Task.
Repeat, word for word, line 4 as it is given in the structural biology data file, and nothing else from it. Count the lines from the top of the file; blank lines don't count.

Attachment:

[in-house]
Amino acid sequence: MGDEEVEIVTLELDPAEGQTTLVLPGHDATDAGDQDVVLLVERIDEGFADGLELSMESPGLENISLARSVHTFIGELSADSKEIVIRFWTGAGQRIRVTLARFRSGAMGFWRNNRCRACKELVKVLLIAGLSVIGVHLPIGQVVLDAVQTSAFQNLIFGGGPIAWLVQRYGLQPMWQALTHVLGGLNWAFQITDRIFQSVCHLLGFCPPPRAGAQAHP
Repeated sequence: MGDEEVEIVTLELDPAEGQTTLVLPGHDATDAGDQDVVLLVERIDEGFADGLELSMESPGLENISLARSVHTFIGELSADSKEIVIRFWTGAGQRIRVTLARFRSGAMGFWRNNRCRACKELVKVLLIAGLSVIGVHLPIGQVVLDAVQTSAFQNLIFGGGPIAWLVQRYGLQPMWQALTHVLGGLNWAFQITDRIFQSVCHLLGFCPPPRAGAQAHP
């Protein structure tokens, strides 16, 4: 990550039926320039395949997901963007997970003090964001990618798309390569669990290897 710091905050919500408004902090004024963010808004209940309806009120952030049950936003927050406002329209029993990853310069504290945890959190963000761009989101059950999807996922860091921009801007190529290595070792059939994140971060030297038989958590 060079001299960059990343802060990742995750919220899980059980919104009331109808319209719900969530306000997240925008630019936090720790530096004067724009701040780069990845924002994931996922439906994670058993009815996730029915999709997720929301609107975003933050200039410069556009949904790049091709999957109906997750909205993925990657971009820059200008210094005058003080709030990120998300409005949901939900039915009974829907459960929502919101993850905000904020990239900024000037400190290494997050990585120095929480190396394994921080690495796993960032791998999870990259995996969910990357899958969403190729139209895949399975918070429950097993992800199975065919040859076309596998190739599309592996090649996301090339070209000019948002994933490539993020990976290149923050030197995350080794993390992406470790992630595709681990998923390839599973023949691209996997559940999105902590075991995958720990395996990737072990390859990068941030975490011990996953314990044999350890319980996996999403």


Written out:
């Protein structure tokens, strides 16, 4: 990550039926320039395949997901963007997970003090964001990618798309390569669990290897 710091905050919500408004902090004024963010808004209940309806009120952030049950936003927050406002329209029993990853310069504290945890959190963000761009989101059950999807996922860091921009801007190529290595070792059939994140971060030297038989958590 060079001299960059990343802060990742995750919220899980059980919104009331109808319209719900969530306000997240925008630019936090720790530096004067724009701040780069990845924002994931996922439906994670058993009815996730029915999709997720929301609107975003933050200039410069556009949904790049091709999957109906997750909205993925990657971009820059200008210094005058003080709030990120998300409005949901939900039915009974829907459960929502919101993850905000904020990239900024000037400190290494997050990585120095929480190396394994921080690495796993960032791998999870990259995996969910990357899958969403190729139209895949399975918070429950097993992800199975065919040859076309596998190739599309592996090649996301090339070209000019948002994933490539993020990976290149923050030197995350080794993390992406470790992630595709681990998923390839599973023949691209996997559940999105902590075991995958720990395996990737072990390859990068941030975490011990996953314990044999350890319980996996999403």